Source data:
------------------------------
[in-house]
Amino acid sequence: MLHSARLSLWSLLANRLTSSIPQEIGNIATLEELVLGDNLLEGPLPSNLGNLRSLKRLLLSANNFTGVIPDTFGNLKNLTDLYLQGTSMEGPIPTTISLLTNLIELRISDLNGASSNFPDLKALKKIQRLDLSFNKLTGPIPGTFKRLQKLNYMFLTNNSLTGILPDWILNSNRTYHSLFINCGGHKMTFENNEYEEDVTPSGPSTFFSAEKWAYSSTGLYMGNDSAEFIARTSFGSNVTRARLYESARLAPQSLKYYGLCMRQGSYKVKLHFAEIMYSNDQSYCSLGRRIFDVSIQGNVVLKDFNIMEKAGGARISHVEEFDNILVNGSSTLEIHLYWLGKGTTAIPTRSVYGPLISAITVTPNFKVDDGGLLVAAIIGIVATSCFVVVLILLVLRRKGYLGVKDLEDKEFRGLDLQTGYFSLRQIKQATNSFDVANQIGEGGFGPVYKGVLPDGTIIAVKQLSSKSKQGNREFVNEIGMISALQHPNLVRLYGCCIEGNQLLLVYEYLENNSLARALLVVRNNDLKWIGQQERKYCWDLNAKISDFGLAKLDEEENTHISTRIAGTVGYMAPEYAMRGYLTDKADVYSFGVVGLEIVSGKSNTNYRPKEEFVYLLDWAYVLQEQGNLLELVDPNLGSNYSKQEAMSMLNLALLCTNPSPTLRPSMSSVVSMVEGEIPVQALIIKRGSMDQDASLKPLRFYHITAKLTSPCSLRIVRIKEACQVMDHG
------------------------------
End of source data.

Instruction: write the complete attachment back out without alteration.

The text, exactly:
[in-house]
Amino acid sequence: MLHSARLSLWSLLANRLTSSIPQEIGNIATLEELVLGDNLLEGPLPSNLGNLRSLKRLLLSANNFTGVIPDTFGNLKNLTDLYLQGTSMEGPIPTTISLLTNLIELRISDLNGASSNFPDLKALKKIQRLDLSFNKLTGPIPGTFKRLQKLNYMFLTNNSLTGILPDWILNSNRTYHSLFINCGGHKMTFENNEYEEDVTPSGPSTFFSAEKWAYSSTGLYMGNDSAEFIARTSFGSNVTRARLYESARLAPQSLKYYGLCMRQGSYKVKLHFAEIMYSNDQSYCSLGRRIFDVSIQGNVVLKDFNIMEKAGGARISHVEEFDNILVNGSSTLEIHLYWLGKGTTAIPTRSVYGPLISAITVTPNFKVDDGGLLVAAIIGIVATSCFVVVLILLVLRRKGYLGVKDLEDKEFRGLDLQTGYFSLRQIKQATNSFDVANQIGEGGFGPVYKGVLPDGTIIAVKQLSSKSKQGNREFVNEIGMISALQHPNLVRLYGCCIEGNQLLLVYEYLENNSLARALLVVRNNDLKWIGQQERKYCWDLNAKISDFGLAKLDEEENTHISTRIAGTVGYMAPEYAMRGYLTDKADVYSFGVVGLEIVSGKSNTNYRPKEEFVYLLDWAYVLQEQGNLLELVDPNLGSNYSKQEAMSMLNLALLCTNPSPTLRPSMSSVVSMVEGEIPVQALIIKRGSMDQDASLKPLRFYHITAKLTSPCSLRIVRIKEACQVMDHG